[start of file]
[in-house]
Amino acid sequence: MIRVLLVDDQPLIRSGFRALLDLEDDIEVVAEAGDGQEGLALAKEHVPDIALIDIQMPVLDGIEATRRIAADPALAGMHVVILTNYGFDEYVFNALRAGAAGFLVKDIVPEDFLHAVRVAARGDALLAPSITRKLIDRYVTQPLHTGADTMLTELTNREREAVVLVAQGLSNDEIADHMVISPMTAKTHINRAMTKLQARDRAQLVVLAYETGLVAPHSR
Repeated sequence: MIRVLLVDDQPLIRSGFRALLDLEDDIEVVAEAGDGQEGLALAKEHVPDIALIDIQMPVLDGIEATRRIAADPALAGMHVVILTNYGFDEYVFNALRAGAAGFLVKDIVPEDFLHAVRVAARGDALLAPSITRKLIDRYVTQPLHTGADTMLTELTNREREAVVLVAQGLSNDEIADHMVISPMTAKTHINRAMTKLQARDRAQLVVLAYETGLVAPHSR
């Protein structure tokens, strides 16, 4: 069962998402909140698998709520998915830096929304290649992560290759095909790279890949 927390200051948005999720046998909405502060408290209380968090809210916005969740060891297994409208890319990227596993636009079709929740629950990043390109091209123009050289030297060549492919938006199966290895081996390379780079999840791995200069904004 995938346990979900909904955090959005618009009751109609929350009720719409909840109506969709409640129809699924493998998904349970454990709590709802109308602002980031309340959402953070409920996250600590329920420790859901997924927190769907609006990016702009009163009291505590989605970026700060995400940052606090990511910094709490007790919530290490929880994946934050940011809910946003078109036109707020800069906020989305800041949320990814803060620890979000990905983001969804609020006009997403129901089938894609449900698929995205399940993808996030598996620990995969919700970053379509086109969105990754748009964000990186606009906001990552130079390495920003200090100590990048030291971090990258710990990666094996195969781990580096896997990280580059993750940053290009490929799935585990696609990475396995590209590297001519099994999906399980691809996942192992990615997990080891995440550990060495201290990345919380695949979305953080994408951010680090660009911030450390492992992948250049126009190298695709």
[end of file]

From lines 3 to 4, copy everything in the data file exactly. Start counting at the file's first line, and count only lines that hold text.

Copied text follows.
Repeated sequence: MIRVLLVDDQPLIRSGFRALLDLEDDIEVVAEAGDGQEGLALAKEHVPDIALIDIQMPVLDGIEATRRIAADPALAGMHVVILTNYGFDEYVFNALRAGAAGFLVKDIVPEDFLHAVRVAARGDALLAPSITRKLIDRYVTQPLHTGADTMLTELTNREREAVVLVAQGLSNDEIADHMVISPMTAKTHINRAMTKLQARDRAQLVVLAYETGLVAPHSR
């Protein structure tokens, strides 16, 4: 069962998402909140698998709520998915830096929304290649992560290759095909790279890949 927390200051948005999720046998909405502060408290209380968090809210916005969740060891297994409208890319990227596993636009079709929740629950990043390109091209123009050289030297060549492919938006199966290895081996390379780079999840791995200069904004 995938346990979900909904955090959005618009009751109609929350009720719409909840109506969709409640129809699924493998998904349970454990709590709802109308602002980031309340959402953070409920996250600590329920420790859901997924927190769907609006990016702009009163009291505590989605970026700060995400940052606090990511910094709490007790919530290490929880994946934050940011809910946003078109036109707020800069906020989305800041949320990814803060620890979000990905983001969804609020006009997403129901089938894609449900698929995205399940993808996030598996620990995969919700970053379509086109969105990754748009964000990186606009906001990552130079390495920003200090100590990048030291971090990258710990990666094996195969781990580096896997990280580059993750940053290009490929799935585990696609990475396995590209590297001519099994999906399980691809996942192992990615997990080891995440550990060495201290990345919380695949979305953080994408951010680090660009911030450390492992992948250049126009190298695709």